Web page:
It may be the dead of winter in Colorado, but there’s just a special pull to wanting to enjoy a bit of sunny San Diego. Wild Barrel Brewing Company‘s San Diego Vice (Passion Fruit, specifically) brings images of a tropical paradise with every sip. This beer is one of many in Wild Barrel’s lineup of San Diego Vices. Needless to say, having one will leave you wanting more.
Whether you’re from the Chicagoland area or beyond, you’ve likely heard of Pollyanna Brewing Company. My introduction to the brand was through their Fun Size series, which never fails to impress with all of the unique variants. While I’m familiar with the brand, I hadn’t visited either of the brewery’s two Chicagoland locations until recently when I visited and toured Pollyanna’s second location in Roselle, IL.
How many of you grew up eating Fruity Pebbles cereal for breakfast? I know I indulged as a child. When I heard Something Brewery was releasing a cereal-beer crowler pack that included a Fruity Pebbles beer, I knew I had to get my hands on some. I mean, who doesn’t want to enjoy beer for breakfast?
The latest brew from St. Louis’ 4 Hands Brewing Company comes just in time for a palate switch up. After getting my fill of bourbon barrel stouts the past few weeks, I’m ready for the switch to big coffee stouts. In the case of St. Louis beer lovers, we have two biggies coming out, both with a common link: St. Louis’ own Sump Coffee Company. One of which being 4 Hands’ Single Origin.
It’s been a season of surprises in North Carolina. First, we have one of the biggest December snow storms I’ve ever seen. Then, I discover a new brewery — Preyer Brewing — that managed to fly under my radar for the past 3 years.
This fall and winter, if you’re looking for a dark beer without the thick texture of a stout or porter, look no further than Keweenaw Brewing Company Widow Maker Black Ale.
Located in Houghton, Michigan at the base of the Keweenaw Peninsula, Keweenaw Brewing Company was an early entry in the craft beer boom of the 2000s. This is unsurprising, given that Houghton is not only a college town (home to Michigan Technological University), but a cold and snowy one, with little to do in the winters but ski, snowmobile and drink. Founders Dick Gray and Paul Boissevain opened up their tap room in the heart of downtown Houghton, and it was an immediate hit with students and staff alike. Widow Maker is one of their “core ales, ” alongside Pick Axe Blonde Ale, Red Jacket Amber Ale and November Gale Pale Ale.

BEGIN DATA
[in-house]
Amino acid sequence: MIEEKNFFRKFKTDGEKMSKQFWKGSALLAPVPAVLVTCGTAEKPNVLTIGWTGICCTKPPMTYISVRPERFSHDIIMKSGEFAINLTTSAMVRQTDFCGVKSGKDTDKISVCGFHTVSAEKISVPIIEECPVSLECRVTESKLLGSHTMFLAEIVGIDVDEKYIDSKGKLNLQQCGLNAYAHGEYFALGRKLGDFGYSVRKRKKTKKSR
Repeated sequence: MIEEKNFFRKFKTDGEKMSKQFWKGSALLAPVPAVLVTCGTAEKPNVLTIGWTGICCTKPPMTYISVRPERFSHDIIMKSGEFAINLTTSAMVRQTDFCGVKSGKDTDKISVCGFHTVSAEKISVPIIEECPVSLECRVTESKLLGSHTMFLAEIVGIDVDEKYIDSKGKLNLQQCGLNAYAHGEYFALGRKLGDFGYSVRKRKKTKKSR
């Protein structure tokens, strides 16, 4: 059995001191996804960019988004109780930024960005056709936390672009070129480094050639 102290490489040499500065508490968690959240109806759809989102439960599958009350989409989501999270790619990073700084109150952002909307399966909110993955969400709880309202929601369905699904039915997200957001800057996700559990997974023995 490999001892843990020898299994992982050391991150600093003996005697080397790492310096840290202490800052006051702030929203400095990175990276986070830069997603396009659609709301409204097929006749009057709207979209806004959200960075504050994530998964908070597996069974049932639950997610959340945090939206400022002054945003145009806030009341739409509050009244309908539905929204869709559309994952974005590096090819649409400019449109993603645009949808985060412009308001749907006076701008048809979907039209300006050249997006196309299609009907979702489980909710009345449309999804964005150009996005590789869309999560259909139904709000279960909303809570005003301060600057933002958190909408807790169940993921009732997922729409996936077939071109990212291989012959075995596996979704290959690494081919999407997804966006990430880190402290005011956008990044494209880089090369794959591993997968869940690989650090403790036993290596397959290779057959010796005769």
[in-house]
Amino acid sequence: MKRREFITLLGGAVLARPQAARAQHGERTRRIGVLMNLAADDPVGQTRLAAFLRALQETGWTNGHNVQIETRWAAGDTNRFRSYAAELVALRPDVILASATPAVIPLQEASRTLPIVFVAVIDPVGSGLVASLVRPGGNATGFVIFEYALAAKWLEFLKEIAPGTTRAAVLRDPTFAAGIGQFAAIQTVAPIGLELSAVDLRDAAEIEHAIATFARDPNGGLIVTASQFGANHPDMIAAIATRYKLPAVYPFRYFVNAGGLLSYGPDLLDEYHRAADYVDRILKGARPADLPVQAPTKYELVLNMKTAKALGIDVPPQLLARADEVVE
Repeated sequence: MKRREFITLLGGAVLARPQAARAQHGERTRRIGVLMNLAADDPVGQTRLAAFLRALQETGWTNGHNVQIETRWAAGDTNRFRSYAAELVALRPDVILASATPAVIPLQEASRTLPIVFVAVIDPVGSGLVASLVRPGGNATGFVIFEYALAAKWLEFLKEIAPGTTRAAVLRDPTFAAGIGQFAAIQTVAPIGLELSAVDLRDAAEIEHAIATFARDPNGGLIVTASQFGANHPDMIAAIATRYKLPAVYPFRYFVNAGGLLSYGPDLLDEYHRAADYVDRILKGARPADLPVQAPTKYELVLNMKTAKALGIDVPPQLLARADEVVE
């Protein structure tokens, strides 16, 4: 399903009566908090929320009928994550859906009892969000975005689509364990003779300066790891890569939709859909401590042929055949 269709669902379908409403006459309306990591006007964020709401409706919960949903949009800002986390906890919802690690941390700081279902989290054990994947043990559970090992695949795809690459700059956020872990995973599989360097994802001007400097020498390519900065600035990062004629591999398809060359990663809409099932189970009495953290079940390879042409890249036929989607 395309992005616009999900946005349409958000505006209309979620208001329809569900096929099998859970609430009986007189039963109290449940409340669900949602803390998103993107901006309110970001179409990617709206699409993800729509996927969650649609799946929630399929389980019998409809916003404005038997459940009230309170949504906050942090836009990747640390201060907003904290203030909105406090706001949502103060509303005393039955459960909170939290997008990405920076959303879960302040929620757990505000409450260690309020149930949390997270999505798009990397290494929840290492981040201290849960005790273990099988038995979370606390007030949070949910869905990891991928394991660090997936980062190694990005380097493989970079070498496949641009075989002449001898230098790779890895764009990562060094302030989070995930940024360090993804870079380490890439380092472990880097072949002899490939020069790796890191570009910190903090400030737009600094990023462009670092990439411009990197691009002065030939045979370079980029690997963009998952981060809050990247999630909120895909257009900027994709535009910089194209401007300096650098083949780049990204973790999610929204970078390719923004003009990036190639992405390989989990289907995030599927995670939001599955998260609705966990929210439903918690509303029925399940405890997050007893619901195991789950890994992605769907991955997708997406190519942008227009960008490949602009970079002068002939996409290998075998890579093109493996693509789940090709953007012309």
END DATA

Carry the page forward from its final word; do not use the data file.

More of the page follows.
My passion for beer has been full of trial and error, forced experiments and a lot of stubbornness. That picky five-year old appetite can still be found 22 years later. Try and give me a sliver of tomato? Don’t even think about it. And if those Sour Patch Kids aren’t the watermelon ones—no thank you. I mean honestly, the watermelon Sour Patch Kids are life. The fact I’m sitting here with a sour beer in hand deserves at least one high-five (or maybe an award)?
While my fridge is stocked up with all the winter goodies I could possibly want, I’m still on this huge sour beer kick that doesn’t seem to be going away! While visiting San Francisco over the summer before the big move, Almanac Beer Co. wasn’t actually even on my mind. And let me tell you… that was a mistake! While hunting for donuts in the Mission District, I got a glimpse of the Almanac taproom and had to stop in. Not only do they have an amazing and beautiful bar, but also their tap list of 15 beers is seriously on point and so is their food menu!
ABV: 4.3 | IBU: 40
New to the strong craft beer arsenal at Begyle Brewing is Lakeview, a dry yet drinkable American pale ale. Begyle is so much a part of the local community that they brewed Lakeview specifically to coincide with the Whole Foods store opening in the neighborhood.
Here at PorchDrinking, while beer will always be our first love, we also enjoy occasionally dabbling in other forms of imbibing such as bourbon, rum, mead and cider. And there is one Colorado cidery that has risen to prominence in recent years, it’s Stem Ciders in Denver’s River North Art District. Lucky enough for me, one of my closest friends is the assistant cider maker over at Stem Ciders and she was willing to talk to me about the cidery’s newest offering.
ABV: 6.7% | IBU: 30
When I heard that one of my favorite Kentucky breweries, Braxton Brewing Co., was creating a “beer baby” to commemorate the 10-year anniversary of one of the most awesome local beer events of the year—Cincy Winter Beerfest—I was immediately excited. When I heard it was a stout beer, I was even more intrigued.
ABV: 8.7% | IBU: 35
The Marigold Strong Ale from Cervecería Cruz Blanca, a Chef Rick Bayless restaurant, is a dry, very fresh tasting beer. One thing of note was that it’s also unexpectedly drinkable and lacked any alcohol taste, which was shocking after I learned that the ABV was nearly 9 percent! It had a bubbly mouthfeel, which was very pronounced. It was similar to that of a sparkling wine. When the bubbles reach your nose, they release a fruity fragrance of blackberries and a hint of apple. I could have easily gulped down two glasses without trying, but it is sneakily strong.